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    ABSTRACT: The human HD domain protein SAMHD1 is implicated in the Aicardi-Goutières autoimmune syndrome and in the restriction of HIV-1 replication in myeloid cell. Recently, this protein has been shown to possess dNTP triphosphatase activity, which is proposed to inhibit HIV-1 replication and the autoimmune response by hydrolysing cellular dNTPs. Here we show that the purified full-length human SAMHD1 also possesses metal-dependent 3' to 5' exonuclease activity against single stranded DNAs and RNAs in vitro. In double stranded substrates, this protein preferentially cleaved 3'-overhangs and RNA in the blunt-ended RNA/DNA duplexes. The full-length SAMHD1 also exhibited strong DNA and RNA binding to substrates with complex secondary structures. Both nuclease and dNTP triphosphatase activities of SAMHD1 are associated with its HD domain, but the SAM domain is required for maximal activity and nucleic acid binding. Nuclease activity of SAMHD1 could represent an additional mechanism contributing to HIV-1 restriction and suppression of the autoimmune response through a direct cleavage of viral and endogenous nucleic acids. In addition, we demonstrated the presence of dGTP triphosphohydrolase and nuclease activities in several microbial HD domain proteins suggesting that these proteins might contribute to anti-viral defense in prokaryotes.
    Journal of Biological Chemistry 01/2013; · 4.65 Impact Factor
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    ABSTRACT: Aldehyde dehydrogenases are found in all organisms and play an important role in the metabolic conversion and detoxification of endogenous and exogenous aldehydes. Genomes of many organisms including Escherichia coli and Salmonella typhimurium encode two succinate semialdehyde dehydrogenases with low sequence similarity and different cofactor preference (YneI and GabD). Here, we present the crystal structure and biochemical characterization of the NAD(P)+-dependent succinate semialdehyde dehydrogenase YneI from S. yphimurium. This enzyme shows high activity and affinity toward succinate semialdehyde and exhibits substrate inhibition at concentrations of SSA higher than 0.1 mM. YneI can use both NAD+ and NADP+ as cofactors, although affinity to NAD+ is 10 times higher. High resolution crystal structures of YneI were solved in a free state (1.85 Å) and in complex with NAD+ (1.90 Å) revealing a two domain protein with the active site located in the interdomain interface. The NAD+ olecule is bound in the long channel with its nicotinamide ring positioned close to the side chain of the catalytic Cys268. Site-directed mutagenesis demonstrated that this residue, as well as the conserved Trp136, Glu365, and Asp426 are important for activity of YneI, and that the conserved Lys160 contributes to the enzyme preference to NAD+. Our work has provided further insight into the molecular mechanisms of substrate selectivity and activity of succinate semialdehyde dehydrogenases. Proteins 2012. © 2012 Wiley Periodicals, Inc.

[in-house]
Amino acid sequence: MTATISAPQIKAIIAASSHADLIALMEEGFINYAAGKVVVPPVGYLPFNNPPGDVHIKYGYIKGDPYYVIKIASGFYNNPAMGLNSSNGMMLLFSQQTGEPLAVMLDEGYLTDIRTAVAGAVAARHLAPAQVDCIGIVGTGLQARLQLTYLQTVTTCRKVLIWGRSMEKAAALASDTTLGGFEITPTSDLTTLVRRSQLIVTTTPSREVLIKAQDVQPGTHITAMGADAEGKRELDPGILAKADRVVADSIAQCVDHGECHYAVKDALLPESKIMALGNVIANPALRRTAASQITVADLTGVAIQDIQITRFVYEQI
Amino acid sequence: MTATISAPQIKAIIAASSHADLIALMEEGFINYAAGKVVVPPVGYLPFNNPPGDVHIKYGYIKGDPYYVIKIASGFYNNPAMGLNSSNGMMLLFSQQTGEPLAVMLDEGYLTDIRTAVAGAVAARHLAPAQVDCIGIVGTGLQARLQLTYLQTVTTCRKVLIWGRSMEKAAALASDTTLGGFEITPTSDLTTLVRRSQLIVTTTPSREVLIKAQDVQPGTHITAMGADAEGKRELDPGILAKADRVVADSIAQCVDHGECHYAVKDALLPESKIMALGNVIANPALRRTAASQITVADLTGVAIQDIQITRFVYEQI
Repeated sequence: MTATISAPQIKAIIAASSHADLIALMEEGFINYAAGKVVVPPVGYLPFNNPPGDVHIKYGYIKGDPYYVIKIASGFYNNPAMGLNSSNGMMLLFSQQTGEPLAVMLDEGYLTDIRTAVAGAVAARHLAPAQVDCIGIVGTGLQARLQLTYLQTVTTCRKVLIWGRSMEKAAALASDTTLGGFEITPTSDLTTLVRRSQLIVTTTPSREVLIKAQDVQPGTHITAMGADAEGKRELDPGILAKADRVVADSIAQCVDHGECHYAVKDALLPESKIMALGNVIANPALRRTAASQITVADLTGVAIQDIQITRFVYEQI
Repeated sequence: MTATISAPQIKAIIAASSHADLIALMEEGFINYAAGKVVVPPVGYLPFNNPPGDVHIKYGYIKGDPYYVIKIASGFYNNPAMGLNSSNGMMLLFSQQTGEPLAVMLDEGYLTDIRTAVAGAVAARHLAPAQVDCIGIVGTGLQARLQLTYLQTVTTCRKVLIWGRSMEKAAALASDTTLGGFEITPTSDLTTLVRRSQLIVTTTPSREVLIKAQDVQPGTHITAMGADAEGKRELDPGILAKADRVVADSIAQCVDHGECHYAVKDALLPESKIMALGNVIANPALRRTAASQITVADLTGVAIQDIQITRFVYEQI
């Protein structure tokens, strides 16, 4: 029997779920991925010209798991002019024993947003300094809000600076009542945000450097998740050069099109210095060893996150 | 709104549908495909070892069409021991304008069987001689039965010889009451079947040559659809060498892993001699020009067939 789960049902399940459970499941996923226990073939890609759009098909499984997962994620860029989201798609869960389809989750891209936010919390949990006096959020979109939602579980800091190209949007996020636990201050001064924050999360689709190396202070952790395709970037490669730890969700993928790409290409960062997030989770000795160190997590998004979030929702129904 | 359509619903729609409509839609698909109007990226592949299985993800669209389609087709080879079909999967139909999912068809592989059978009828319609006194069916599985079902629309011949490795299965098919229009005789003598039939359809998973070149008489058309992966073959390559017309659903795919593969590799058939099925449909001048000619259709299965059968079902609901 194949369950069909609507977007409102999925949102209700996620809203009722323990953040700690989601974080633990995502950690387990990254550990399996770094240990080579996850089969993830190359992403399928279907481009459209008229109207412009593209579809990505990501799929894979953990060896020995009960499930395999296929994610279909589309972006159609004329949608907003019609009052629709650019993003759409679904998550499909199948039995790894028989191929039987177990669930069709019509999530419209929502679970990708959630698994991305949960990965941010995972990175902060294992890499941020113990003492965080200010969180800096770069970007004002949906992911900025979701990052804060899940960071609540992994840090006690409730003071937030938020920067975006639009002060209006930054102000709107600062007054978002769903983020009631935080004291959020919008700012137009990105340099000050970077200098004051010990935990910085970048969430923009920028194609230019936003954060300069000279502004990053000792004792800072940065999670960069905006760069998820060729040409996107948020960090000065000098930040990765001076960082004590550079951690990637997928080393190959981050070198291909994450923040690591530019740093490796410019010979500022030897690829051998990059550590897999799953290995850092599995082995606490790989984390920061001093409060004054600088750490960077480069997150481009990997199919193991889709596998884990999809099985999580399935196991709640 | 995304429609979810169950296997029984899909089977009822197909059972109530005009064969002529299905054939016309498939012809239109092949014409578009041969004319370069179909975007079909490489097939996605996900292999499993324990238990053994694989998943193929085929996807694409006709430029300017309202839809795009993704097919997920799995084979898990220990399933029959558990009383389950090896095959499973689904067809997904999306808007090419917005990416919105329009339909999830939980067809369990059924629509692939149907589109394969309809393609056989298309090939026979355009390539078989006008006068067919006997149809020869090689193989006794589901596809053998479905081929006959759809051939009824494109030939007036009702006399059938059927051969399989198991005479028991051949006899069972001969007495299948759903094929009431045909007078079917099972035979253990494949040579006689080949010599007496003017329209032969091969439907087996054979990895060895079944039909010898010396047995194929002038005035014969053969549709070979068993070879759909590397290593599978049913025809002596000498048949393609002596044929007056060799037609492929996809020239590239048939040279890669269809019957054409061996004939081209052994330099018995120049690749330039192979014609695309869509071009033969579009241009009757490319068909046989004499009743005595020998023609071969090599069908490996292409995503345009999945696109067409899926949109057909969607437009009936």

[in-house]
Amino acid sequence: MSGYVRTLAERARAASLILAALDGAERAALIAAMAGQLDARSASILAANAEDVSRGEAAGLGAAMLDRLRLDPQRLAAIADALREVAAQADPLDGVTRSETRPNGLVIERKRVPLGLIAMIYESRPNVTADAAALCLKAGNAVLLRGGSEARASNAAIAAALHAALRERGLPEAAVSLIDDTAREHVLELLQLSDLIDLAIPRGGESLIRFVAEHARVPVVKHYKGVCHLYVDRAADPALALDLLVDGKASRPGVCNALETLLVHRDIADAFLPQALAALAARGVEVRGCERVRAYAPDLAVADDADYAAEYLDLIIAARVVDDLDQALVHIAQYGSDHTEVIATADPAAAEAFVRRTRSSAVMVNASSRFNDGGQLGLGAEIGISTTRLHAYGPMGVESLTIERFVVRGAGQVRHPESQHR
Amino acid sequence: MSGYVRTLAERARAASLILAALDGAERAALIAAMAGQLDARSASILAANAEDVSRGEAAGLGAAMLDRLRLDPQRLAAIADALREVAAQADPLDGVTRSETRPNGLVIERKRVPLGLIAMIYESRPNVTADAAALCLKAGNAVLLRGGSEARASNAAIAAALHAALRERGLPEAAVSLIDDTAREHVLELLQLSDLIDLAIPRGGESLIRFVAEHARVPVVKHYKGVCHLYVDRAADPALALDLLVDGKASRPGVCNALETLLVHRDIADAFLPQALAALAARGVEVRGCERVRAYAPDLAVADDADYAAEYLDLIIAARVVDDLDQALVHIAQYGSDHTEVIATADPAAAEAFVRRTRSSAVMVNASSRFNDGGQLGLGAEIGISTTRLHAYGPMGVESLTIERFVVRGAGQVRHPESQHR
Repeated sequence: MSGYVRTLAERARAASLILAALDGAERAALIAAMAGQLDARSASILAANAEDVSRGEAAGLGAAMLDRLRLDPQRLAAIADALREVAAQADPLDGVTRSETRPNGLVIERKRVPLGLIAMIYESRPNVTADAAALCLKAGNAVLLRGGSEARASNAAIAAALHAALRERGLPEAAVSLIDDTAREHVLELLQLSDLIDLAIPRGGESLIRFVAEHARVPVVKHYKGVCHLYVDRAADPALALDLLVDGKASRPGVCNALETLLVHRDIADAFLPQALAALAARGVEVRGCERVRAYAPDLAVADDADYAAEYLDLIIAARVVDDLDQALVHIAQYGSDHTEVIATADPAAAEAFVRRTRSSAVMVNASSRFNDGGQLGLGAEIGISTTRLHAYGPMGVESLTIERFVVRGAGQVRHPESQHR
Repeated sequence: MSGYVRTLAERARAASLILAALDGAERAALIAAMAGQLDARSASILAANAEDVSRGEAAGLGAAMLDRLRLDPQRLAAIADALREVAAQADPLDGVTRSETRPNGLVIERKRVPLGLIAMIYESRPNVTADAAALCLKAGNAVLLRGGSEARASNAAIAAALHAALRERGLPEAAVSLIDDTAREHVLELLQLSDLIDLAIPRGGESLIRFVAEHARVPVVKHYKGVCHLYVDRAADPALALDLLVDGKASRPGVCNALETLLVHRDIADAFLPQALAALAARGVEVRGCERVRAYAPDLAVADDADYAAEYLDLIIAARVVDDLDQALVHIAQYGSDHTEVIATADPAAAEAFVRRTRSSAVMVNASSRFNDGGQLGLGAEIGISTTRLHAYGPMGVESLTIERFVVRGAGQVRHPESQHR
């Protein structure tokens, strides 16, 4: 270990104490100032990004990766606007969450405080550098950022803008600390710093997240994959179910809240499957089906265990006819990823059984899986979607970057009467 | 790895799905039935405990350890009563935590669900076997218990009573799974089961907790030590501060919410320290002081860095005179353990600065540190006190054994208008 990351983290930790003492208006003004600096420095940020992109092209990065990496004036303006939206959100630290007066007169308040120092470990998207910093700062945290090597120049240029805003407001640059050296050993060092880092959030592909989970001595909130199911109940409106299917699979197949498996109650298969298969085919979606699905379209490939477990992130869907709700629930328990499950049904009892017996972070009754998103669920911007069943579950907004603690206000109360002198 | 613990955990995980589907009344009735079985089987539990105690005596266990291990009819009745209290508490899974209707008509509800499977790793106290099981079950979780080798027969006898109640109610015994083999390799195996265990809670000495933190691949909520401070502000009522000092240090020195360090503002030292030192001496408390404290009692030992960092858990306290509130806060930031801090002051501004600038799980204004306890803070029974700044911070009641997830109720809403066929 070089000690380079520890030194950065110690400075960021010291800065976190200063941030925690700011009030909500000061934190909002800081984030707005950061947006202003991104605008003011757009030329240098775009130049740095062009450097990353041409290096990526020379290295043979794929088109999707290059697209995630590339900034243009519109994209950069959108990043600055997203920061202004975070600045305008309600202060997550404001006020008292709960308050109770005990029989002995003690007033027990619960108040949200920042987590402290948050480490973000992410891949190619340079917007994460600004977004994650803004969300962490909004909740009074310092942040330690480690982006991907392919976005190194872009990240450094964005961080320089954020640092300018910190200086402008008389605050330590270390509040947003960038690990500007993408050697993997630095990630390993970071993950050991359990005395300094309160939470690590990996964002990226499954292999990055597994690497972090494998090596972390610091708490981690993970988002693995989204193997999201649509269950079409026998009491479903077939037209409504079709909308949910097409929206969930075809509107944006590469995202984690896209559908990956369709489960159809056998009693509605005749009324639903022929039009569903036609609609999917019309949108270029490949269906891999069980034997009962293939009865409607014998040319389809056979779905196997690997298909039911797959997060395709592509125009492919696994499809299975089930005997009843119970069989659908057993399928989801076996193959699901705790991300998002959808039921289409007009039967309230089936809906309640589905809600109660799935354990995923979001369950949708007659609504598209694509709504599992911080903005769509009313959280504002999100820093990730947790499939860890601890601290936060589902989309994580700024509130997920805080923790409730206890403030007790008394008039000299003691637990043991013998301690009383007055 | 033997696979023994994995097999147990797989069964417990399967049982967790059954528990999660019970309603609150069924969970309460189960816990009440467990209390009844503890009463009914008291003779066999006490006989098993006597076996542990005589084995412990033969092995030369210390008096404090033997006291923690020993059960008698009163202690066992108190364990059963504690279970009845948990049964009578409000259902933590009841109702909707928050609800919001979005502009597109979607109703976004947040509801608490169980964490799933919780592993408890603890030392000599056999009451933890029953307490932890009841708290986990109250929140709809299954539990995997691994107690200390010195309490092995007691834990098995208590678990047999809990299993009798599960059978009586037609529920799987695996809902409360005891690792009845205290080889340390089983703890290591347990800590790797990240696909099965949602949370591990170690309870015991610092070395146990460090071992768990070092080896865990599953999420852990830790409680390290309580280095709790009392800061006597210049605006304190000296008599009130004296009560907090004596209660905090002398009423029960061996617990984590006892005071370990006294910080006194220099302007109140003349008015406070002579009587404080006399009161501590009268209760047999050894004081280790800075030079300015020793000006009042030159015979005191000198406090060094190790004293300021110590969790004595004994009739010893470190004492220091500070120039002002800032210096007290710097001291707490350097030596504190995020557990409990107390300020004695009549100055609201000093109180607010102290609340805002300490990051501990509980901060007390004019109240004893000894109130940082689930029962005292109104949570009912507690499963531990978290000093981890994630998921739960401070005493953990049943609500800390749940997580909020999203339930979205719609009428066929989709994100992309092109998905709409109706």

Proteins Structure Function and Bioinformatics 12/2012; · 3.34 Impact Factor
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    ABSTRACT: The uncharacterized α/β-hydrolase protein OLEI01171 from the psychrophilic marine bacterium Oleispira antarctica belongs to the PF00756 family of putative esterases, which also includes human esterase D. In the present paper we show that purified recombinant OLEI01171 exhibits high esterase activity against the model esterase substrate α-naphthyl acetate at 5-30°C with maximal activity at 15-20°C. The esterase activity of OLEI01171 was stimulated 3-8-fold by the addition of chloride or several other anions (0.1-1.0 M). Compared with mesophilic PF00756 esterases, OLEI01171 exhibited a lower overall protein thermostability. Two crystal structures of OLEI01171 were solved at 1.75 and 2.1 Å resolution and revealed a classical serine hydrolase catalytic triad and the presence of a chloride or bromide ion bound in the active site close to the catalytic Ser148. Both anions were found to co-ordinate a potential catalytic water molecule located in the vicinity of the catalytic triad His257. The results of the present study suggest that the bound anion perhaps contributes to the polarization of the catalytic water molecule and increases the rate of the hydrolysis of an acyl-enzyme intermediate. Alanine replacement mutagenesis of OLEI01171 identified ten amino acid residues important for esterase activity. The replacement of Asn225 by lysine had no significant effect on the activity or thermostability of OLEI01171, but resulted in a detectable increase of activity at 35-45°C. The present study has provided insight into the molecular mechanisms of activity of a cold-active and anion-activated carboxyl esterase.